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Nat Plants. 2018 Feb;4(2):82-89. doi: 10.1038/s41477-017-0097-2. Epub 2018 Jan 29.

A genome for gnetophytes and early evolution of seed plants.

Author information

1
Key Laboratory of Southern Subtropical Plant Diversity, Fairy Lake Botanical Garden, Shenzhen & Chinese Academy of Science, Shenzhen, China.
2
Sino-Africa Joint Research Centre, Chinese Academy of Science, Wuhan, China.
3
Novogene Bioinformatics Institute, Beijing, China.
4
School of Biological and Chemical Sciences, Queen Mary University of London, London, UK.
5
Jodrell Laboratory, Royal Botanic Gardens, Kew, UK.
6
Department of Plant Biotechnology and Bioinformatics, Ghent University, Ghent, Belgium.
7
Centre for Plant Systems Biology, VIB, Ghent, Belgium.
8
Shenzhen Key Laboratory for Orchid Conservation and Utilization, National Orchid Conservation Centre of China and Orchid Conservation and Research Centre, Shenzhen, China.
9
Key Laboratory of Plant Germplasm Enhancement and Specialty Agriculture, Wuhan Botanical Garden, Chinese Academy of Sciences, Wuhan, China.
10
State Key Laboratory of Hybrid Rice, College of Life Sciences, Wuhan University, Wuhan, China.
11
Key Laboratory of Aquatic Botany and Watershed Ecology, Wuhan Botanical Garden, Chinese Academy of Sciences, Wuhan, China.
12
State Key Laboratory of Systematic and Evolutionary Botany, Institute of Botany, Chinese Academy of Sciences, Beijing, China.
13
Education Key Laboratory for Biodiversity Science and Ecological Engineering, Fudan University, Shanghai, China.
14
Institute of Plant Stress Biology, State Key Laboratory of Cotton Biology, Henan University, Kaifeng, China.
15
Department of Biology, East Carolina University, Greenville, NC, USA.
16
Beijing Key Laboratory of Grape Sciences and Enology, Institute of Botany, Chinese Academy of Sciences, Beijing, China.
17
Sino-Africa Joint Research Centre, Chinese Academy of Science, Wuhan, China. qfwang@wbgcas.cn.
18
Key Laboratory of Aquatic Botany and Watershed Ecology, Wuhan Botanical Garden, Chinese Academy of Sciences, Wuhan, China. qfwang@wbgcas.cn.
19
Department of Plant Biotechnology and Bioinformatics, Ghent University, Ghent, Belgium. yves.vandepeer@psb.vib-ugent.be.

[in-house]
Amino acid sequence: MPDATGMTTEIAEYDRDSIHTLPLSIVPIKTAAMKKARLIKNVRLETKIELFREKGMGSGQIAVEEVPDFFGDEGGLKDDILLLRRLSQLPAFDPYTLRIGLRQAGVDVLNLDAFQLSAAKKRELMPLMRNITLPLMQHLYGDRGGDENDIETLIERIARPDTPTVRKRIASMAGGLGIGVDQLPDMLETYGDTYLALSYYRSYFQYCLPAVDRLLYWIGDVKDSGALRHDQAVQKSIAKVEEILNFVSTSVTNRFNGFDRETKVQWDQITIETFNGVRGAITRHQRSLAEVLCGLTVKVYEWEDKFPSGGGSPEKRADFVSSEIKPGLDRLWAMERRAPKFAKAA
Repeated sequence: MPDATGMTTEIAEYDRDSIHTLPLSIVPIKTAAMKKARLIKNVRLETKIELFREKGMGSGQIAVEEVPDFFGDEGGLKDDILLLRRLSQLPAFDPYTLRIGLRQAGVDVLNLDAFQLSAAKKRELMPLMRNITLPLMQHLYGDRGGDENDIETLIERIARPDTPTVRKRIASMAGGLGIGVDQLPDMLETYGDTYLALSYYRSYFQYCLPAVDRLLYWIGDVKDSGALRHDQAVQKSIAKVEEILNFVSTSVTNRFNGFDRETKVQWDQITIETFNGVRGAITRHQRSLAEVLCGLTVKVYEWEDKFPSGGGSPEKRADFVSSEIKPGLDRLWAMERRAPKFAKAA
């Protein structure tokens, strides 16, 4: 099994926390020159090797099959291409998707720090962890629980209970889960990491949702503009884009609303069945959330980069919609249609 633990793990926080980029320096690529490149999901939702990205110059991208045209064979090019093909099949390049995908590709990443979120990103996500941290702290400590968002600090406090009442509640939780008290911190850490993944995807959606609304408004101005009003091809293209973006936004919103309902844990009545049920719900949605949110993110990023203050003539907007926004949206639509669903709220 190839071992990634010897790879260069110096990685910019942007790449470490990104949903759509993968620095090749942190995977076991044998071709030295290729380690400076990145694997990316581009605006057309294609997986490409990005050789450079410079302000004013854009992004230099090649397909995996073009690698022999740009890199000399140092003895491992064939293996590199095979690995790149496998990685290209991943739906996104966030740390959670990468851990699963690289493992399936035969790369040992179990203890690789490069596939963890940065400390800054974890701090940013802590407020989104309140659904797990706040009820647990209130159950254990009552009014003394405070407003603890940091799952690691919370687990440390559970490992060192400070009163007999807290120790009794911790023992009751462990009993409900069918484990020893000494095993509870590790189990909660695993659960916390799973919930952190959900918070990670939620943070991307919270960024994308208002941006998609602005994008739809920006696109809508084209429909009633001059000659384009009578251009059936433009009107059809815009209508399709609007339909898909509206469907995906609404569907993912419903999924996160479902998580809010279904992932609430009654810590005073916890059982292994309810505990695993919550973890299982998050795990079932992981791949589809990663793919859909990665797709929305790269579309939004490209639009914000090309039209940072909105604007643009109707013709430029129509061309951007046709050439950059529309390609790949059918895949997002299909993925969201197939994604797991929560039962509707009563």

20
Centre for Plant Systems Biology, VIB, Ghent, Belgium. yves.vandepeer@psb.vib-ugent.be.
21
Genomics Research Institute, University of Pretoria, Pretoria, South Africa. yves.vandepeer@psb.vib-ugent.be.
22
Novogene Bioinformatics Institute, Beijing, China. zhangjinbo@novogene.com.
23
Key Laboratory of Southern Subtropical Plant Diversity, Fairy Lake Botanical Garden, Shenzhen & Chinese Academy of Science, Shenzhen, China. 719921868@qq.com.

Abstract

Gnetophytes are an enigmatic gymnosperm lineage comprising three genera, Gnetum, Welwitschia and Ephedra, which are morphologically distinct from all other seed plants. Their distinctiveness has triggered much debate as to their origin, evolution and phylogenetic placement among seed plants. To increase our understanding of the evolution of gnetophytes, and their relation to other seed plants, we report here a high-quality draft genome sequence for Gnetum montanum, the first for any gnetophyte. By using a novel genome assembly strategy to deal with high levels of heterozygosity, we assembled >4 Gb of sequence encoding 27,491 protein-coding genes. Comparative analysis of the G. montanum genome with other gymnosperm genomes unveiled some remarkable and distinctive genomic features, such as a diverse assemblage of retrotransposons with evidence for elevated frequencies of elimination rather than accumulation, considerable differences in intron architecture, including both length distribution and proportions of (retro) transposon elements, and distinctive patterns of proliferation of functional protein domains. Furthermore, a few gene families showed Gnetum-specific copy number expansions (for example, cellulose synthase) or contractions (for example, Late Embryogenesis Abundant protein), which could be connected with Gnetum's distinctive morphological innovations associated with their adaptation to warm, mesic environments. Overall, the G. montanum genome enables a better resolution of ancestral genomic features within seed plants, and the identification of genomic characters that distinguish Gnetum from other gymnosperms.

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PMID:
29379155
DOI:
10.1038/s41477-017-0097-2

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